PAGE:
Cornelius & Anthony Daddy Mac
So, you guys should all be familiar with Jeff by now. He’s our honorary Casas Fumando writer, and he kicked out tons of great reviews. If he keeps this up we are going to force him to join us full time. Until then, enjoy his newest “Guest” review.
Launched in 2016, Daddy Mac was created in homage to Cornelius & Anthony Premium Cigars founder Steven Bailey’s father, Mac. The Bailey family has been involved in tobacco growing in Virginia since the 1860’s, and the Cornelius in the company’s name comes from Steven Bailey’s great-great grandfather. While the company’s first release, the Cornelius, was produced by El Titan de Bronze in Miami, the Daddy Mac is made at Erik Espinosa’s La Zona factory in Esteli, Nicaragua, and comes in four sizes – Corona Gorda 5.5 x 46, Robusto 5 x 52, Toro 6 x 50, and Gordo 6 x 60 – packed in boxes of 20, with prices ranging from $8.50 to $11.
Size: Corona Gorda 5.5 x 46
Smoking time: One hour, twenty minutes
Pairing: Founders Dirty Bastard Scotch Style Ale (ABV 8.5%)
The Cornelius & Anthony Daddy Mac comes draped in a medium brown wrapper with some darker splotches dispersed throughout the lightly oily and slightly toothy cover. Any veins are very fine and the pack is solid down to the foot, where it gets a little softer. The band of gray, black, gold, and eggshell white looks great against the hue of the wrapper, and is complemented by a “Daddy Mac” secondary band in black and gold. The aroma off of the wrapper is something that I haven’t experienced before – a meaty, almost beef jerky-like scent over an earthy background. The foot gives up rich tobacco, meat, and smoky oak. I’m really intrigued by this, and looking forward to seeing what this stick gives up in flavor. A shallow clip of the cap allows for an ideal draw that surprisingly shows little more than light, sweet spice on top of natural tobacco.
The Cornelius & Anthony Daddy Mac toasts up quickly, even in the light breeze out today, with initial flavors of earthy natural tobacco, light leather, and moderate but lingering pepper. The retrohale deepens those notes while bringing in a bit of breadiness. The burn is sharp and just little wavy, giving me no concern, and the ash gives way at about ¾”. I am picking up some sweet oak and hints of musk and spice as the pepper smoothes out on the palate, but continues to smolder on the retrohale. By the time I’ve gotten past the first inch, the texture of the smoke has become smooth and almost creamy. The earthy tobacco, leather, and sweet woodiness have continued to propel the cigar, and the other flavor interweave with them. The Daddy Mac winds up its first third at a low-medium in body, but rich in flavor and low in strength.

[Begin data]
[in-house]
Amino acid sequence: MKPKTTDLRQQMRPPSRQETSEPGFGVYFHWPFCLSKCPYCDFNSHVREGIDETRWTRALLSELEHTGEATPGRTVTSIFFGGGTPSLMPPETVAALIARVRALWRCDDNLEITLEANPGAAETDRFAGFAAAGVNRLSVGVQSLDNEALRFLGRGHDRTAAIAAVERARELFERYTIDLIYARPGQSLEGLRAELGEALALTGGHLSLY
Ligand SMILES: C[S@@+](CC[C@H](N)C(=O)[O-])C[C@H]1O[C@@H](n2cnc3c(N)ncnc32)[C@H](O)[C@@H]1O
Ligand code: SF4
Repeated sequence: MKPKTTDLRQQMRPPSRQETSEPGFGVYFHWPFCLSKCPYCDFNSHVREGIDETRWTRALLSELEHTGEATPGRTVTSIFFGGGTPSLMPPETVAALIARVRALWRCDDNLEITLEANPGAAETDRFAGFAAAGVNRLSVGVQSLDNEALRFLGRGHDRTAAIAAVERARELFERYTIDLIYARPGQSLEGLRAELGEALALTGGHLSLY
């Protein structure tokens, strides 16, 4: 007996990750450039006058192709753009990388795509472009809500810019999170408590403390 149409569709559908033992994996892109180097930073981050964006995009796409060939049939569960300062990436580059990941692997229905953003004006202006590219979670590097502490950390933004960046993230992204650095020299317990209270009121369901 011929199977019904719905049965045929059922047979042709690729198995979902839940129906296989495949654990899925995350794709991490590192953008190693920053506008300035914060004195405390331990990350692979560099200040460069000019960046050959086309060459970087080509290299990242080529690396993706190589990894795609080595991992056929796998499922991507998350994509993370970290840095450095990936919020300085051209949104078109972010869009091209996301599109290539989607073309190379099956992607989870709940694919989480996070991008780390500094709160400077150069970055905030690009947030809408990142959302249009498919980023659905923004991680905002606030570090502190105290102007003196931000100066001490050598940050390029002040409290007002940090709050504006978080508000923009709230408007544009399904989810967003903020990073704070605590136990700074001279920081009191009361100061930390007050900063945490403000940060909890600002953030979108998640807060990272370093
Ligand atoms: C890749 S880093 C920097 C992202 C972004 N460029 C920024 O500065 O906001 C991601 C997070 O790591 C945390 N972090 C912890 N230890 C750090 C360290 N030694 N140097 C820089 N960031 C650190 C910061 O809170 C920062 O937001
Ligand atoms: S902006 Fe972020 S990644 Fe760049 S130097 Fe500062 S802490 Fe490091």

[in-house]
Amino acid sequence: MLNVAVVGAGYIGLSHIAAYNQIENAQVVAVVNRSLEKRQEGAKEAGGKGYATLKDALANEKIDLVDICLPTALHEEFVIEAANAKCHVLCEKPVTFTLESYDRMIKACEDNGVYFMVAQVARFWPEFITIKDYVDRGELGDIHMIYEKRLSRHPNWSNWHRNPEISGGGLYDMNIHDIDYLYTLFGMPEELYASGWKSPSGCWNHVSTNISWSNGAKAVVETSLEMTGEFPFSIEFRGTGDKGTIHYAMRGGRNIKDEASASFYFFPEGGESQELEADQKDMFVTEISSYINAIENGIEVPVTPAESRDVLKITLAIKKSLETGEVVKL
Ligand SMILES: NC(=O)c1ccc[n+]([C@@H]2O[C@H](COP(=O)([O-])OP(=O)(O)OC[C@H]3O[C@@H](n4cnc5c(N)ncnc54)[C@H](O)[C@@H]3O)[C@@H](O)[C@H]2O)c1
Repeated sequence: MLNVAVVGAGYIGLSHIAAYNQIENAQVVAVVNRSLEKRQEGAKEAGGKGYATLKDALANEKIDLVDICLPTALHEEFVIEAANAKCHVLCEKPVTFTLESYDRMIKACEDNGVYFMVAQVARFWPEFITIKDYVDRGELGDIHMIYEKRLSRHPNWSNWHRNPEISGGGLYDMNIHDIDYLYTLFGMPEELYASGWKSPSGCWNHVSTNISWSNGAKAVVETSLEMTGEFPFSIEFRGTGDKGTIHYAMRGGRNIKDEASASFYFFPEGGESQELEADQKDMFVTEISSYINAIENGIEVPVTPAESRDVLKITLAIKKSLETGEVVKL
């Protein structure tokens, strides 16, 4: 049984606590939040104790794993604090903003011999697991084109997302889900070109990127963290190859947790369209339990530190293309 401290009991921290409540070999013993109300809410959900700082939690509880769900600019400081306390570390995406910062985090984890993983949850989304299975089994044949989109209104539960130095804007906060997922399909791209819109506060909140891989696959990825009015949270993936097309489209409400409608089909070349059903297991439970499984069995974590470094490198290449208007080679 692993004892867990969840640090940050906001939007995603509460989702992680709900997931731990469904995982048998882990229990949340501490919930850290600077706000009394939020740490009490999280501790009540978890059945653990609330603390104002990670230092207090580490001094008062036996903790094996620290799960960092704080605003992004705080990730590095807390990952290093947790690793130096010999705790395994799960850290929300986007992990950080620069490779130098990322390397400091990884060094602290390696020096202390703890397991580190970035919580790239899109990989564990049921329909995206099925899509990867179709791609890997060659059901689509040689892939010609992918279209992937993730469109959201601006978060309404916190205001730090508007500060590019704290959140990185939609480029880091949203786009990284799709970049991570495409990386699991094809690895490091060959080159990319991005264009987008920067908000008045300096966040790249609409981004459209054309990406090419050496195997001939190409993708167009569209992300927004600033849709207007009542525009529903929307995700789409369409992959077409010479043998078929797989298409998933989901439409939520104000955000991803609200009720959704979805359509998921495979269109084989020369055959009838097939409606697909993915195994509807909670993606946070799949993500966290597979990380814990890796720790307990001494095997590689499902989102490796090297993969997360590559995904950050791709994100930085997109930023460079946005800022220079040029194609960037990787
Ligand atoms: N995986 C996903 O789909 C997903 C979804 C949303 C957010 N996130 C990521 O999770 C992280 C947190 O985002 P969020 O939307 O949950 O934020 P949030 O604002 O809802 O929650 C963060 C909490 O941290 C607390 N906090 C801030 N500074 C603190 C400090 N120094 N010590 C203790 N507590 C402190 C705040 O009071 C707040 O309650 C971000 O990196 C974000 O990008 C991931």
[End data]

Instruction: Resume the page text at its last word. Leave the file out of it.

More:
The Daddy Mac has begun the second section by bringing in a sweet citric tang to complement the base flavors. The earthiness and leather have both dropped back, while the bread notes have moved up. The pepper has dissipated from the palate, but is still very present on the retrohale. A short section (1/4”) tunneled on me, but once past that, it picked up where it left off, gaining a bit more musk and spice and even bringing in a light savoriness.
The final third of the Cornelius & Anthony Daddy Mac shows a deepening of flavors, with smoky oak becoming a bigger player, along with a re-emergence of pepper and a sprinkling of sweet nuttiness. The musk has departed along with most of the spice, but wisps of citrus remain to keep me entertained. While the body has mostly remained at a solid medium, the richness and complexity of the cigar have made it seem fuller than that. The Daddy Mac winds down to a peppery nub; firm and cool, imparting little in the way of nicotine strength, and without any harshness.
I found the Cornelius & Anthony Daddy Mac to be a flavorful stick with enough complexity to keep my interest and keep me coming back for more. In fact, I was a little disappointed when it ended, wanting to continue enjoying it for a while longer. The little tunneling hiccup was not a deal breaker at all, as the one I smoked previous to this one didn’t have any such problem and it didn’t impact the remainder of the smoke. Overall, construction and burn were excellent and the price is definitely in line with the quality. This is a cigar that I could smoke just about any time of day. I’m a sucker for medium bodied, richly flavored cigars, and would certainly recommend picking up on some of these to try out.
You can pick up the Cornelius & Anthony Daddy Mac from our friends at Cuenca Cigars here.
I’ve been on a bit of a Founders kick since they recently have become more widely available in my area, and the Dirty Bastard Scotch Style Ale has become a fairly regular addition to my basket while beer shopping. With a low-medium body, smoky sweet malt, dark stone fruit and slight citrus notes, and a hoppy finish, it paired up extremely well with the Daddy Mac. I could also see going very well with a rich, sweet Imperial IPA, a strong ale or brown ale, and for a matching spirit, would love to pair it with a nice aged rum or Highland Scotch.
– Review by Jeff Oda